Book Bits | 4 January 2020

The Rise of Carry: The Dangerous Consequences of Volatility Suppression and the New Financial Order of Decaying Growth and Recurring Crisis
By Tim Lee, et al.
Summary via publisher (McGraw-Hill)
Protect yourself from the next financial meltdown with this game-changing primer on financial markets, the economy—and the meteoric rise of carry. The financial shelves are filled with books that explain how popular carry trading has become in recent years. But none has revealed just how significant a role it plays in the global economy—until now. The Rise of Carry explains how carry trading has virtually shaped the global economic picture—one of decaying economic growth, recurring crises, wealth disparity, and, in too many places, social and political upheaval. The authors explain how carry trades work—particularly in the currency and stock markets—and provide a compelling case for how carry trades have come to dominate the entire global business cycle.

The Paradox of Fiscal Austerity: How Cutting Deficits Saved the Modern World
By Justin Vélez-Hagan
Summary via publisher (Lexington Books)
If governments followed the optimal fiscal policy path, surpluses in good times would counter necessary deficits during economic downturns, leading to worldwide balance. The world, however, has chosen to go in a different direction in recent decades, avoiding thrift in light of a decidedly more indebted future. When financial crises kicked off a global recession in 2008, the spotlight placed on countries’ fiscal conditions put pressure on policymakers around the globe to find a way to slow the growth of deficits and debt by imposing fiscal consolidations (or, more simply, austerity). How have these policies fared across the developed world? Were they even necessary to begin with? This book examines the many factors that have contributed to the success (or failure) of such policies, including timing, magnitude, accompanying policies, composition, and more, while explaining the economic rationale behind their choices.

Why Austerity Persists
By Jon Shefner and Cory Blad
Summary via publisher (Polity)
Several nations in the Global North have turned to austerity policies in an effort to resolve recent financial ills. What many failed to recognize is the longer history and varied pattern of such policies in the Global South over preceding decades – policies which had largely proven to fail. Shefner and Blad trace the 45-year history of austerity and how it became the go-to policy to resolve a host of economic problems. The authors use a variety of international cases to address how austerity has been implemented, who has been hurt, and who has benefited. They argue that the policy has been used to address very different kinds of crises, making states and polities responsible for a variety of errors and misdeeds of private actors. The book answers a number of important questions: why austerity persists as a policy aimed at resolving national crises despite evidence that it often does not work; how the policy has evolved over recent decades; and which powerful people and institutions have helped impose it across the globe.

Women vs. Capitalism: Why We Can’t Have It All in a Free Market Economy
By Vicky Pryce
Review via The Guardian
Markets are good at finding the value of some things, but not others. Women are one of those “others”. As Vicky Pryce puts it in her new book, Women vs Capitalism, “women are a valuable resource, whose true value is not understood or reflected in market prices”. This book shines a much-needed light on discrimination that still holds too many women back – and what we can do about it.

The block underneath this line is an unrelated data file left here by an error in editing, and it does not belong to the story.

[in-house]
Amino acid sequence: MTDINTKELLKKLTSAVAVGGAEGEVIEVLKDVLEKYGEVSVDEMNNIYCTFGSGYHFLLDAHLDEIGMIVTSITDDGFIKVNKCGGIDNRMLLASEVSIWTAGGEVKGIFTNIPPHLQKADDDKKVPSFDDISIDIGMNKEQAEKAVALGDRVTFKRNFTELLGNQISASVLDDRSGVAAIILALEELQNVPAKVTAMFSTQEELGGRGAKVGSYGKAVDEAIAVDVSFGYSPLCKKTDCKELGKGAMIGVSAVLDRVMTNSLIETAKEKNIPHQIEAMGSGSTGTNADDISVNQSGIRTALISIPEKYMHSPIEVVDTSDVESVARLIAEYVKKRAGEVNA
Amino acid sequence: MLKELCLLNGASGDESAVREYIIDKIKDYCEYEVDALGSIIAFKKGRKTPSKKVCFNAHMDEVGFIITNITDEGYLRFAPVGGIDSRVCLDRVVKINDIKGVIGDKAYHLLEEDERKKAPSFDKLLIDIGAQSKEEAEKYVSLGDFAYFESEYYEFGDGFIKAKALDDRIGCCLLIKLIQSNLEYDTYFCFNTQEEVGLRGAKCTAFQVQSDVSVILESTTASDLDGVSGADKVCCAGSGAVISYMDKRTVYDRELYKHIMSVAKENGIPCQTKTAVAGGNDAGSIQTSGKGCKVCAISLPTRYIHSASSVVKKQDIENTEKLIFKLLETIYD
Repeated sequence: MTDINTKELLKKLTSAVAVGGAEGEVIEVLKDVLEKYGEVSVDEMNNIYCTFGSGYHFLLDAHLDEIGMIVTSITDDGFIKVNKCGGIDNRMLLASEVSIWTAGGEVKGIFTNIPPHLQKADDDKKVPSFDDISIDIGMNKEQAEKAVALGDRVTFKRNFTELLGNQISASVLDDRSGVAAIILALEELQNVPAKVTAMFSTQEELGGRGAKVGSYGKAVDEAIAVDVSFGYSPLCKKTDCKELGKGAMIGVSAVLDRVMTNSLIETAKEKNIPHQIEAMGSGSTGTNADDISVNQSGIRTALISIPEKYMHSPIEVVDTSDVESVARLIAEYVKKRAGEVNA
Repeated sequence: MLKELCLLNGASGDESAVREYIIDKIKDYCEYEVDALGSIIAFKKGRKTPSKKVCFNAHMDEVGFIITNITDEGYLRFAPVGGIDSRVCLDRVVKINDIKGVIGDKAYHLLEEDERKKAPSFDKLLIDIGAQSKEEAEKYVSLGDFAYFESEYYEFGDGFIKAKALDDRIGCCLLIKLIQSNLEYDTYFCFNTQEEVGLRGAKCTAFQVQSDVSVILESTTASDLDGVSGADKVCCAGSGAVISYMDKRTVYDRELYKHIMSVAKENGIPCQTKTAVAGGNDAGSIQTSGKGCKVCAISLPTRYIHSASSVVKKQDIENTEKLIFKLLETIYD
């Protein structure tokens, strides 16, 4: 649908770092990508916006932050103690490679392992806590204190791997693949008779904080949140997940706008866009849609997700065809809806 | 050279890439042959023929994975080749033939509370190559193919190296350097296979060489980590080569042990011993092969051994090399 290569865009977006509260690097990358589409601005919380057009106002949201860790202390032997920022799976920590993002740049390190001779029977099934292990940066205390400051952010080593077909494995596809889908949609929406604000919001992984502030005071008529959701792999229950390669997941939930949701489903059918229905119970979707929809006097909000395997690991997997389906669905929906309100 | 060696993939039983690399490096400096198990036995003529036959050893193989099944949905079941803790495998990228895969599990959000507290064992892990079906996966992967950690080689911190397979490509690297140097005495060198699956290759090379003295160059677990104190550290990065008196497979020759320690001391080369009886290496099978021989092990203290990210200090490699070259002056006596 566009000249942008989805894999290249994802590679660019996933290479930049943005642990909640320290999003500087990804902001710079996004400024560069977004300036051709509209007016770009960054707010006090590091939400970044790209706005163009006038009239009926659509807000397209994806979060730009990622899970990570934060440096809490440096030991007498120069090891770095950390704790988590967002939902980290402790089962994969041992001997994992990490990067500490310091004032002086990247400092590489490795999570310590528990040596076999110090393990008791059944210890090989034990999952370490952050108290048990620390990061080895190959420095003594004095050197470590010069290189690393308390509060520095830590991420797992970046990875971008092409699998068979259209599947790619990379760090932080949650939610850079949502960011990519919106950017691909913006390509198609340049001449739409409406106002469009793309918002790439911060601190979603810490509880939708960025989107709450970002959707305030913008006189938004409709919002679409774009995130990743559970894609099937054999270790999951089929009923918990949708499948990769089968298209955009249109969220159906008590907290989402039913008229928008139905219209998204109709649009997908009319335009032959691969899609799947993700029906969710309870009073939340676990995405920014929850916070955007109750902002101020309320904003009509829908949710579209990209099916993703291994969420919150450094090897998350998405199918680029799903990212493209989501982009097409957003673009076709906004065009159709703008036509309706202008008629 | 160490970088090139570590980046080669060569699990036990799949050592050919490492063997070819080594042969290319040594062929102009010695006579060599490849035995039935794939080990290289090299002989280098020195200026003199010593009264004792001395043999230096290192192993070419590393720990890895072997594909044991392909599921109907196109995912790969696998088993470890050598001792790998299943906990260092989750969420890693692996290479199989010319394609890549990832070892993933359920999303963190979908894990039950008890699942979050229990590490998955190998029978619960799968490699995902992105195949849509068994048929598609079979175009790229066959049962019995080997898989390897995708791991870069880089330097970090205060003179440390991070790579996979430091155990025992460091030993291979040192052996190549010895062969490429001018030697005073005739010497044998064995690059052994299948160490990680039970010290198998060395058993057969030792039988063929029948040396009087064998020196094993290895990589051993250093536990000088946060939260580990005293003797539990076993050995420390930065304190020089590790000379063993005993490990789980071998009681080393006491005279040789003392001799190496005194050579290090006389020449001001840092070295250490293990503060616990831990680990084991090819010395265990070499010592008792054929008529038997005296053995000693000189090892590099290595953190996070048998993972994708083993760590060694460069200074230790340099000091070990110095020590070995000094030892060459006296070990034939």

Fund Managers: The Complete Guide (Wiley Finance)
By Matthew Hudson
Summary via publisher (Wiley)
und Managers: The Complete Guide is an all-encompassing overview of fund and asset managers around the globe. The only comprehensive guide on the subject, this book covers both the fund manager and the market as a whole while providing insights from current and future fund managers and leaders in the technology industry from the UK, EU and US. Focused examination of the fund managers and their investors – the categories of manager, the asset classes they participate in, how they are using technology and their views on the market – complements a wider survey of the market that includes upcoming changes to regulation, taxation and political shifts in the Western world.

Behavioural Macroeconomics: Theory and Policy
By Paul De Grauwe and Yuemei Ji
Summary via publisher (Oxford University Press)
Modern macroeconomics has been based on the paradigm of the rational individual capable of understanding the complexity of the world. This has created a very shallow theory of the business cycle in which nothing happens in the macroeconomy unless shocks occur from outside. Behavioural Macroeconomics: Theory and Policy uses a different paradigm. It assumes that individual agents experience cognitive limitations preventing them from having rational expectations. Instead these individuals use simple rules of behaviour.

Edited by Robert M. Solow
Summary via publisher (Yale University Press)
Providing illuminating profiles of ninety of the world’s most prominent economists—from Nobel Prize winners and former Federal Reserve chairs to young scholars charting the future of the field—this stunning volume pairs full-page portraits by acclaimed photographer Mariana Cook with short essays written by the sitters in response to questions posed by Nobel Laureate Robert M. Solow about their work. Together, the words and photographs offer a unique look into the world of economists and serve as an accessible entry point into the views shaping policy and research decisions by such luminaries as Ben Bernanke, Janet Yellen, Mario Draghi, Steven Levitt, Robert Shiller, Esther Duflo, Paul Krugman, and Susan Athey, among many others.